This bike generally climbs WAY better too. It corners awesome. It just feels like I get knocked around in areas I used to rail through. It's hard for me to believe 3 lbs makes that difference, but it's likely the stiffness too. According to Strava I'm carrying about the same speed. On smooth descents I'm way faster, feel faster, and love it.

    The other thing that bothers me a little bit is I've stuffed my wheel into some holes in low speed sections and went OTB two times on this new bike. Never happened on the old one. Perhaps just bad luck or me being lazy and sloppy but I guess my expectations were this would be less likely with a shorter stem.
    Life is too short to ride a bike you don't love.

  6. #6
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    Try with 1 less PSI.
    1 possibility is you feel you are flying over the trail and that
    triggers some kind of lack of confidence.
    The carbon, lighter bike does not feel in the groove, attracted to earth so
    your confidence that you are in control is diminished.
    Or you just want to brag about a new bike or you being faster.
    Maybe both?
    Switching motorcycle with a friend decades ago it felt weird.
    1 of the 2 was not straight but we get used to imperfections.
    We develop bad habits, it might be just that.
    It might be any small stuff.

  7. #7
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    Quote Originally Posted by 33red View Post
    Try with 1 less PSI.
    1 possibility is you feel you are flying over the trail and that
    triggers some kind of lack of confidence.
    The carbon, lighter bike does not feel in the groove, attracted to earth so
    your confidence that you are in control is diminished.
    Or you just want to brag about a new bike or you being faster.
    Maybe both?
    Switching motorcycle with a friend decades ago it felt weird.
    1 of the 2 was not straight but we get used to imperfections.
    We develop bad habits, it might be just that.
    It might be any small stuff.
    Not bragging at all. Me being faster is not all that fast in the grand scheme of things.

    The question is... is faster always more fun?

    With this particular tire I can't ride any less pressure without rim strikes.

    I don't know much about resale on carbon frames, but it seems most people are sketched out about it, but assuming I could get % what I could for an alloy frame with this much usage, I could switch back over to a metal bike. Not sure I want to. Some days I think I love this bike, others, I'm not so sure...
    Life is too short to ride a bike you don't love.

  8. #8
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    I meant humans are complex beings.
    Your feeling is your feeling.
    On road bikes i preferred steal for that special feel.
    Mountain i love my carbon.
    Love is a complicated thing.
    I ride a HT and many say it bounces too much.
    Maybe it gives the feeling i am going fast
    even if i am not.
    I buy used so i can resale after 2 months if it does not feel right.
    I found 2 keepers, 1 mountain, 1 fat.
    I invested 2 years to find them.

  9. #9
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    I had a "weird" bike experience once when I switched to much lighter wheels. Whereas the old set-up felt planted and stable, the lighter set-up felt noticeably skittish. Sure, it climbed better and cornered quicker (up to a point), but it took more attention to keep it on line when speeds got crazy.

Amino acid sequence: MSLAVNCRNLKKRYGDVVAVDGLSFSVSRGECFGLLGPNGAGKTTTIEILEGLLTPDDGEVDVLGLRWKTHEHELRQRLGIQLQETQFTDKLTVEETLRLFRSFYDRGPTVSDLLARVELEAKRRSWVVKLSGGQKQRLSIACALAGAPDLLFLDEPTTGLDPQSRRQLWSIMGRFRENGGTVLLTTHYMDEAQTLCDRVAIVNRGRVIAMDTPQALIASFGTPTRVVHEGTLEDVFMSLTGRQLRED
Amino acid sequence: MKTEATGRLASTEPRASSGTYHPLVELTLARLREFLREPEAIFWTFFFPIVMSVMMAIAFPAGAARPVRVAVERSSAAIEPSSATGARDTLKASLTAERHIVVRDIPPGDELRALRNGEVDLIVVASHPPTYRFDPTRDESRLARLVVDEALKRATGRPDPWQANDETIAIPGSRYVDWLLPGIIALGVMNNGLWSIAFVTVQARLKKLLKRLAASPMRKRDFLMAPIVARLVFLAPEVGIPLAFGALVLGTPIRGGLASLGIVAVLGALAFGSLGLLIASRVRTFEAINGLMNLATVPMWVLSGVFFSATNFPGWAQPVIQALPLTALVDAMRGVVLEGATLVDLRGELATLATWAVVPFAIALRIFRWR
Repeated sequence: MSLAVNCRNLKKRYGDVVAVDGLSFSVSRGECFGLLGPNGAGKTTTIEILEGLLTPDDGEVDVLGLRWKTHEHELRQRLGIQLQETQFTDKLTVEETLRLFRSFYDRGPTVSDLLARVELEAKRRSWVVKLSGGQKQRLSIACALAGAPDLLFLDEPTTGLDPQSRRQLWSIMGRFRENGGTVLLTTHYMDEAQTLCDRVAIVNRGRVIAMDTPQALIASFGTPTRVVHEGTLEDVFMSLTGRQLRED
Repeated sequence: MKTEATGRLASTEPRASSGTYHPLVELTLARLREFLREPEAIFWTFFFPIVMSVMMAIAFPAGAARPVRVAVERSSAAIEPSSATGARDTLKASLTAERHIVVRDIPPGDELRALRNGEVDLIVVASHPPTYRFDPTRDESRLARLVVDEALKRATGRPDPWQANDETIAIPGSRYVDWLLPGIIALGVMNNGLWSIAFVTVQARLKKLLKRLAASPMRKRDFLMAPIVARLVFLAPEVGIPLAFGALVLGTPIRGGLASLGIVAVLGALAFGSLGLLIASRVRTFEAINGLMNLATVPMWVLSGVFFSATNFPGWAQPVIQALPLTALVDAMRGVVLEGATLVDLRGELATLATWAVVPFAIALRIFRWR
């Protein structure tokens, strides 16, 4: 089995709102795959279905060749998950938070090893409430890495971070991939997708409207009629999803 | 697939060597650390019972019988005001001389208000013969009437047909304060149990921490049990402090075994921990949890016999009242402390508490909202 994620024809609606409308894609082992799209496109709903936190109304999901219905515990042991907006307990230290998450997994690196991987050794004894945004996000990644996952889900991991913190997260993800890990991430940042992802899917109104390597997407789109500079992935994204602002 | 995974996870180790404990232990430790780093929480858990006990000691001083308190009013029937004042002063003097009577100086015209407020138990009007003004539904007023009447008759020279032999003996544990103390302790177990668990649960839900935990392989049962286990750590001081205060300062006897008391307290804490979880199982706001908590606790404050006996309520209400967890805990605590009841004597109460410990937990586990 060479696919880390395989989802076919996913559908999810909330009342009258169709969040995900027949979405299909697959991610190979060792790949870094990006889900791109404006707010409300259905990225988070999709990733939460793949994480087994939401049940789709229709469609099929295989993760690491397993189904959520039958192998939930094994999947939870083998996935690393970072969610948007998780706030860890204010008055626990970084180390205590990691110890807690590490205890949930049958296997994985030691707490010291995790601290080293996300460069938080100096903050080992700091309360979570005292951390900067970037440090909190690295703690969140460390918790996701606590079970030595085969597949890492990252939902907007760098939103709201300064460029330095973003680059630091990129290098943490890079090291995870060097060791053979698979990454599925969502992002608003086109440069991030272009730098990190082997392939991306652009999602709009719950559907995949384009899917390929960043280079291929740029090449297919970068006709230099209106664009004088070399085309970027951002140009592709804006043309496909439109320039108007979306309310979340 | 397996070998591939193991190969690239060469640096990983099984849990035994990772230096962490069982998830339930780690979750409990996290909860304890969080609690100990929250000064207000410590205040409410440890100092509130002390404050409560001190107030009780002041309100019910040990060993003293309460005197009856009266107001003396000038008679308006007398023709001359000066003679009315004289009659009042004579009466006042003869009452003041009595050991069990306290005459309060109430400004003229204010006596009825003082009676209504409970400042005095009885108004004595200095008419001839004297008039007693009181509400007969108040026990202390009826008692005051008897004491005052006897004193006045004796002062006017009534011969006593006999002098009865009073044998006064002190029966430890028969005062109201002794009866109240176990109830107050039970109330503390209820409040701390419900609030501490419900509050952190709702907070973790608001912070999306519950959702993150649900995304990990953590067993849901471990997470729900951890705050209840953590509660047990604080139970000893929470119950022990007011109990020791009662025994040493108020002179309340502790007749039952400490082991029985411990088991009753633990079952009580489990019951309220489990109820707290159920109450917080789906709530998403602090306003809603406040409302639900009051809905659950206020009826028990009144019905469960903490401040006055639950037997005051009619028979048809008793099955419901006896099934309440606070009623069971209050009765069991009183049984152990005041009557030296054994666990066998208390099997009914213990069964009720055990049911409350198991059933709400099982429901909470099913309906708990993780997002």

Also, how about your static height vs. sagged height on both bikes? Is one lower? I think you'd feel a diff. as small as ~8mm.

    And yes, I love my bike.

    -F
    It's never easier - you just go faster.

  10. #10
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    Quote Originally Posted by Fleas View Post
    I had a "weird" bike experience once when I switched to much lighter wheels. Whereas the old set-up felt planted and stable, the lighter set-up felt noticeably skittish. Sure, it climbed better and cornered quicker (up to a point), but it took more attention to keep it on line.

    Also, how about your static height vs. sagged height on both bikes? Is one lower? I think you'd feel a diff. as small as ~8mm.

    And yes, I love my bike.

    -F
    I'm using the same fork with the same sag, so I think they are similar.

    The stack is def lower on this bike, but I used an extra 10mm spacer over my other setup. That puts me 10mm lower, but my stem on the TA was straight and the one I'm using on this one has some rise - don't know how much, but it looks like about 5mm. I'm using the same bars. So my guess is the bars are about 5mm lower, but I don't really know for sure. They feel pretty darned close to where they were on the other bike. I don't feel hunched and I don't feel to upright. It's definitely in my comfort zone.

    Thinkin' I just gotta pucker up, pin it and hit my lines. My next bike might not be carbon though...
    Life is too short to ride a bike you don't love.

  11. #11
    I'm with stupid
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    The worst part is when you have a fancy new carbon bike with a super fancy push shock on a frame that the GEO looks almost exactly the same, how ever on this new fancy bike you spent tons of money on to be your race bike......you are slower than your air shocked 3 lbs heavier alloy bike. That is what happen to me this year, after a entire season I am still slower on a bike that "should" be faster with the fancy carbon and the 1200 buck shock. But nope, something feels off about it and I cannot figure out what. 3 sets of bars, 4 stems, the gammit of suspension settings, tires.... long story short, new is not always better.